Mentoring relationships are the bedrock on which much of higher education is built. Mentoring reflects a relationship between an experienced senior colleague (mentor) and a less experienced junior colleague or student (mentee), in which the mentor provides the mentee with resources, expertise, skills, and perspectives related to personal development and career advancement. The mentee is not a passive vessel into which the mentor pours knowledge but rather is a collaborator who actively engages in learning and critically reflects on experiences (Zachary & Fischler, 2009). Mentoring relationships can be formal (the relationship between a professor and student) or informal (the relationship between older and younger students or senior and junior faculty). This article will focus on the formal relationship between faculty mentors and graduate student development.

Every mentoring relationship evolves through the phases of initiation, cultivation, separation, and redefinition (Kram, 1988). In the initiation phase, the foundation for later phases is established, and the interaction between the mentor and mentee at this stage may play a key role in determining the quality and duration of the relationship. During graduate school, the mentor can help the mentee understand formal and informal policies of their institutions, help mentees successfully complete degree requirements, and pass on valuable skills and knowledge. If your relationship with your mentor is healthy throughout graduate school, then the separation and redefinition phases can be beneficial in helping you define your professional self after graduate school. Your mentor can help you navigate post-doc and job applications, interview preparations, and start-up package negotiations, as well as provide guidance in the early stages of your career.

It is clear that healthy mentor/mentee relationships are important. Then the questions follow: How can I be agood mentee? What can I do to make the most of my relationship with my mentor? Mentees who are less knowledgeable about how to maximize the benefits of mentoring relationships receive less mentoring and are less satisfied with their mentoring relationships than are mentees who are better skilled at this task (Allen & Poteet, 1999). Allen and Poteet gathered information about important elements for successful mentor/mentee relationships. This is a summary what they found:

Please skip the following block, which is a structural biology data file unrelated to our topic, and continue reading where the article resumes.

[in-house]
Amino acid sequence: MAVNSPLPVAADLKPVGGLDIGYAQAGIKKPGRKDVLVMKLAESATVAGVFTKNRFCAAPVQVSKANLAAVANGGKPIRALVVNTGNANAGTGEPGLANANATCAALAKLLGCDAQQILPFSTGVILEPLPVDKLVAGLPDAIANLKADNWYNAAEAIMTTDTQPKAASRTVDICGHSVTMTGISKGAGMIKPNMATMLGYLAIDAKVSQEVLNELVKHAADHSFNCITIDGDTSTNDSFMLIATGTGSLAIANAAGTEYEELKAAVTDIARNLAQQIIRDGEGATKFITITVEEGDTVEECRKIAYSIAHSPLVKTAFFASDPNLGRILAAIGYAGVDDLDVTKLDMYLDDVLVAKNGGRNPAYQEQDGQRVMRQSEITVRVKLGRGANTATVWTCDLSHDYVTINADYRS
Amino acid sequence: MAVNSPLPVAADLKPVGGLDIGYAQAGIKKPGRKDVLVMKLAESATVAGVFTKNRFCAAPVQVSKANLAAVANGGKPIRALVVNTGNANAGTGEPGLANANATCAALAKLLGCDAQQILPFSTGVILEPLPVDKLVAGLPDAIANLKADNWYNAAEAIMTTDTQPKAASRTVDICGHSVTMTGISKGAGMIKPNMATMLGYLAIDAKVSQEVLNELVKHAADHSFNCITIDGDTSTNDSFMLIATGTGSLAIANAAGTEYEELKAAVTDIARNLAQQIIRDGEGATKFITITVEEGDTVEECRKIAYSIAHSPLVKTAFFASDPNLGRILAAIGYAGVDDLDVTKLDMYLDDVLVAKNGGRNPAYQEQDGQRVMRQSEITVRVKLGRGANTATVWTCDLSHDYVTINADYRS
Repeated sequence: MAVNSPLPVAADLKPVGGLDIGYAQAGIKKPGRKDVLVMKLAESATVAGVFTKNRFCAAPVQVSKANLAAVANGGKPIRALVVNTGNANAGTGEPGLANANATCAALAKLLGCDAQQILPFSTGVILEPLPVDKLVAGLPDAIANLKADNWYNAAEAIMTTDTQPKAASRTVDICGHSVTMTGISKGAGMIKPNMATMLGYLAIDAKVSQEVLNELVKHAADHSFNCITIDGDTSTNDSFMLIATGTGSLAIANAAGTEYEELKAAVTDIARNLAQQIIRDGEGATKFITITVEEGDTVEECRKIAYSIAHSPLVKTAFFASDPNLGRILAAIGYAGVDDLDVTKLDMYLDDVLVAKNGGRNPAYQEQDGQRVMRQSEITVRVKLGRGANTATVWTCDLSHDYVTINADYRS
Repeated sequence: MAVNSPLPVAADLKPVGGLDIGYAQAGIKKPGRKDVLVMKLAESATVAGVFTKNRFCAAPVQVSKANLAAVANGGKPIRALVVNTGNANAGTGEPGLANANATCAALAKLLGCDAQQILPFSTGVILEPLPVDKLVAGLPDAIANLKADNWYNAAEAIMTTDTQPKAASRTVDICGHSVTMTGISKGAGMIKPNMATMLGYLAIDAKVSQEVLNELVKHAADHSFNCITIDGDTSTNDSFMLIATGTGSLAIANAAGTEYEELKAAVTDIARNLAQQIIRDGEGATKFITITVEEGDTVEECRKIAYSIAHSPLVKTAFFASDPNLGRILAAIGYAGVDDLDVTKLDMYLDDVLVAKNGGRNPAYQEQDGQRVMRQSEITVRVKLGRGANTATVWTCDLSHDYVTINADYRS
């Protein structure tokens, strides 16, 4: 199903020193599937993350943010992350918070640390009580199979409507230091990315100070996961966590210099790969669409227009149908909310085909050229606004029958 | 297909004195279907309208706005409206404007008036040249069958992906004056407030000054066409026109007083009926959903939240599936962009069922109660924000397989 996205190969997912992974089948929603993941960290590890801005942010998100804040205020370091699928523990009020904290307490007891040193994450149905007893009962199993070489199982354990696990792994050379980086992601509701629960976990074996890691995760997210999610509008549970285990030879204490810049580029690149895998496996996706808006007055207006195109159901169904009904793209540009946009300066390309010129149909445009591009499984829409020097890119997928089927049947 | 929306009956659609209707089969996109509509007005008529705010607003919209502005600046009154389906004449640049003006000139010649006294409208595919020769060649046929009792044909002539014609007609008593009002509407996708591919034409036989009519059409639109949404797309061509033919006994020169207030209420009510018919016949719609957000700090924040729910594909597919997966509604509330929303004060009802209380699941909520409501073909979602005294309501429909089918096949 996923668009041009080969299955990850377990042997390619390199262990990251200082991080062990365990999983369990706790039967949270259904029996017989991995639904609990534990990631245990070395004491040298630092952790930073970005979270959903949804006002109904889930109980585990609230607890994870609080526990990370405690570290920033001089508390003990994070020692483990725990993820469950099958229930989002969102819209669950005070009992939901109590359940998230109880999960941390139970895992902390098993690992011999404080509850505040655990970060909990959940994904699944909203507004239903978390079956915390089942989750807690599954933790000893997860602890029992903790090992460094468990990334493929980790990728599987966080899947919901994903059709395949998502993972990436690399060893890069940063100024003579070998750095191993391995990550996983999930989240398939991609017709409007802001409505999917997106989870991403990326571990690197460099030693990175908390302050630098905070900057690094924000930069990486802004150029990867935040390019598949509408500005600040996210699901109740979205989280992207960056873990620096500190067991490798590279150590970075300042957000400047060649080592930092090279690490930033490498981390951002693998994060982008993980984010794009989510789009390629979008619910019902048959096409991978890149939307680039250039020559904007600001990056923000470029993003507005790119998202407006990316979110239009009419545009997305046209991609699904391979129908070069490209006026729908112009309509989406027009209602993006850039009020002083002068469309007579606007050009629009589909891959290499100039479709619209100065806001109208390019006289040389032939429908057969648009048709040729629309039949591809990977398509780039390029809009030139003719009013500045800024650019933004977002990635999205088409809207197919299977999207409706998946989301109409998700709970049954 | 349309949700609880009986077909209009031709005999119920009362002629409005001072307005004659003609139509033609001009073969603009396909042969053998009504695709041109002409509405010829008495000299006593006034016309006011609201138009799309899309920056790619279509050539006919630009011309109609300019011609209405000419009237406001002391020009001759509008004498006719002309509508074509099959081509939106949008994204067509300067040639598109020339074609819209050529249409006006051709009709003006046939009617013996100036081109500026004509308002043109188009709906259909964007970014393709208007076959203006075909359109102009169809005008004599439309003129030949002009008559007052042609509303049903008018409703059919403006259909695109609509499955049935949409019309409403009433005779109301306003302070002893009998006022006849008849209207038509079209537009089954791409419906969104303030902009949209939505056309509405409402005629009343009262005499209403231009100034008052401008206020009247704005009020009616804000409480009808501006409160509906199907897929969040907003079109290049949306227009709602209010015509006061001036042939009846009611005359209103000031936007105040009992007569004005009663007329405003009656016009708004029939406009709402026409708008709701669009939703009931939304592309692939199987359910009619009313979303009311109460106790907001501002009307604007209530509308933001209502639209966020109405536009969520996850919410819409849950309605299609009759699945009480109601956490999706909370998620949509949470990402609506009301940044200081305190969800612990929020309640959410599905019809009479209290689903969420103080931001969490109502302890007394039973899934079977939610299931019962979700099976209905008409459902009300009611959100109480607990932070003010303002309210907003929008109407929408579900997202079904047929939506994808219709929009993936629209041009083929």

1. Establish an open communication system with reciprocal feedback

2. Set standards, goals, and expectations

3. Establish trust

4. Care for and enjoy each other

5. Allow mistakes

6. Participate willingly

7. Demonstrate flexibility

8. Consider constraints to mentoring

9. Learn from others

10. Work on common tasks

11. Be open and comfortable

The first three elements are arguably the most important. Establishing open communication is important for the success of any relationship. Being able to be appropriately assertive and to speak about what you need or what is not working for you is important for your own development, and sharing with your mentor what is working and what is going well goes a long way in maintaining a positive relationship. Setting goals and expectations is crucial for the success of the relationship. As early in your relationship as you can, speak with your mentor about what s/he expects from you and what s/he expects to provide you. If those expectations do not line up with your needs, speak candidly about what else you might need.

Scheduling a regular one-on-one meeting time — weekly is great, but during slower times in your academic career, monthly works well — will structure your relationship and will allow you to feel comfortable knowing that you have undivided attention. Without regular meeting times, you may find it harder to make continual progress on goals, and it may be more difficult to complete degree requirements on time.
When you enter into a relationship with a mentor, it is important that you trust the motivation, interest, and ability of your mentor. If you have reservations, you should seek an alternative program or mentor if you are still in the phase of searching for one. If you are already in a less-than-perfect mentoring relationship, you have the option of 1) taking some time to examine yourself and your own behaviors to see how you might improve your relationship, 2) speaking openly and assertively with your mentor about your concerns about the relationship, and/or 3) seeking a new mentor.

Other advice for being a good mentee comes from Triple Creek Associates, a company that specializes in teaching skills to mentees who want to make the most of their mentoring relationships. The foundation of their advice rests on three “vital signs” of successful mentoring relationships: respect, responsiveness, and accountability.

1. Respect : Mutual respect is the starting and sustaining aspect of a successful mentoring relationship. Professional and personal appreciation of one another is core to enhancing learning.

2. Responsiveness : Your willingness to learn from your mentor and your mentor’s willingness to respond to your learning needs are important for successful collaboration.